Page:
The purpose of the present study was to systematically review the current literature and to perform a comprehensive meta-analysis of this literature to answer the following question: among patients receiving dental implants, does the use of antibiotics, when compared with a control group, reduce the frequency of implant failure and postoperative infection?
Materials and methods
This meta-analysis complies with the QUOROM (Quality of Reporting of Meta-analyses) statement.
Search strategy for the identification of studies
The PubMed (MEDLINE) database of the United States National Library of Medicine was used for a literature search of articles published up until December 2012. The following search terms were used in different combinations: ‘dental implants’, ‘antimicrobial agents’, ‘antibiotics’, ‘prophylactic antibiotics’, and ‘infection’. The search was completed with a review of the references of the selected articles in order to identify additional studies not found in the initial literature search.
In addition, a manual search (up until December 2012) was made of the following journals: British Journal of Oral and Maxillofacial Surgery, Clinical Implant Dentistry and Related Research, Clinical Oral Investigations, Clinical Oral Implants Research, European Journal of Oral Implantology, Implant Dentistry, International Journal of Oral and Maxillofacial Implants, International Journal of Oral and Maxillofacial Surgery, Journal of Clinical Periodontology, Journal of Oral Implantology, Journal of Oral and Maxillofacial Surgery, Journal of Periodontology, Medicina Oral, Patología Oral y Cirugía Bucal, and Oral Surgery, Oral Medicine, Oral Pathology, Oral Radiology, and Endodontology.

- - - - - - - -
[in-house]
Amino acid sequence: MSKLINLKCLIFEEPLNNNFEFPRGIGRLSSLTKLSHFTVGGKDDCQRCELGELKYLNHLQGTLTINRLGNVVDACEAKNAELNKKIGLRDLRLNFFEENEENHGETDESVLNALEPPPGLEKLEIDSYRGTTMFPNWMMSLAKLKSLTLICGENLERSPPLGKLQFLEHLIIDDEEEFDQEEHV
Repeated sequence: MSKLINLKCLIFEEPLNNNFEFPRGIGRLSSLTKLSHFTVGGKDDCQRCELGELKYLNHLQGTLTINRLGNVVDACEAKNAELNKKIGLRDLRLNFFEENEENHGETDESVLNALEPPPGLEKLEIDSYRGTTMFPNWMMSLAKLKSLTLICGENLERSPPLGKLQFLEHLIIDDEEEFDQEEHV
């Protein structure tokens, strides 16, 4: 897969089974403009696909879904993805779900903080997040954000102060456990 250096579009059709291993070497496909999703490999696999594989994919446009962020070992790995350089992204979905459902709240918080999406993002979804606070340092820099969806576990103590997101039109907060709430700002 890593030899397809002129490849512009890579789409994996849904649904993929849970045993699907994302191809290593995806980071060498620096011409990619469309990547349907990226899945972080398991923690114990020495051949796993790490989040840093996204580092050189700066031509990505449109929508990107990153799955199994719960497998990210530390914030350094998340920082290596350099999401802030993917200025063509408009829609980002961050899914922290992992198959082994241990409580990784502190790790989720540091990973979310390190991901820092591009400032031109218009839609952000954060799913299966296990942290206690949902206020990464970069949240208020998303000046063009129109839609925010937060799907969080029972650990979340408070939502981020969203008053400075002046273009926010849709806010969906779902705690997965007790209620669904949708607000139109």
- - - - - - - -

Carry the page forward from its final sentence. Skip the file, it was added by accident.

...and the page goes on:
Study selection criteria
Before starting the study, a series of inclusion and exclusion criteria were established using a protocol. Full-text articles chosen were assessed for the following inclusion criteria: (1) patients subjected to dental implant surgery; (2) randomized controlled trials (RCTs); (3) the presence of a control group (not receiving antibiotics or receiving placebo); (4) systemic antibiotic treatment, with specification of the type of antibiotic, the administered dose, and the duration of treatment; and (5) specification of the implant failure and postoperative infection rates. Antibiotic administration was defined as presence/absence, independently of the timing of administration (preoperatively, postoperatively, or both). Studies were excluded if randomization was not performed, if growth factors were used, if no control group was included, if antibiotic administration was not carried out via a systemic route, or if bone augmentation procedures were required concomitant to implant placement. Case series, retrospective studies, and articles published as abstracts only were excluded. No restrictions were placed on the year or language of publication.
Authors were contacted for clarification of missing information when necessary. In cases of more than one publication on the same patient group for the same follow-up, only the study nearest to the objectives of this review or with the largest sample was included. All articles selected from the electronic and manual searches were independently assessed by the first and second authors of this study, in accordance with the established inclusion criteria. Any disagreements between the reviewing authors were resolved by consensus, or by consulting the last signing author of this study.
Quality and risk of bias assessment
Two reviewers independently and in duplicate evaluated the quality of the included RCTs as part of the data extraction process.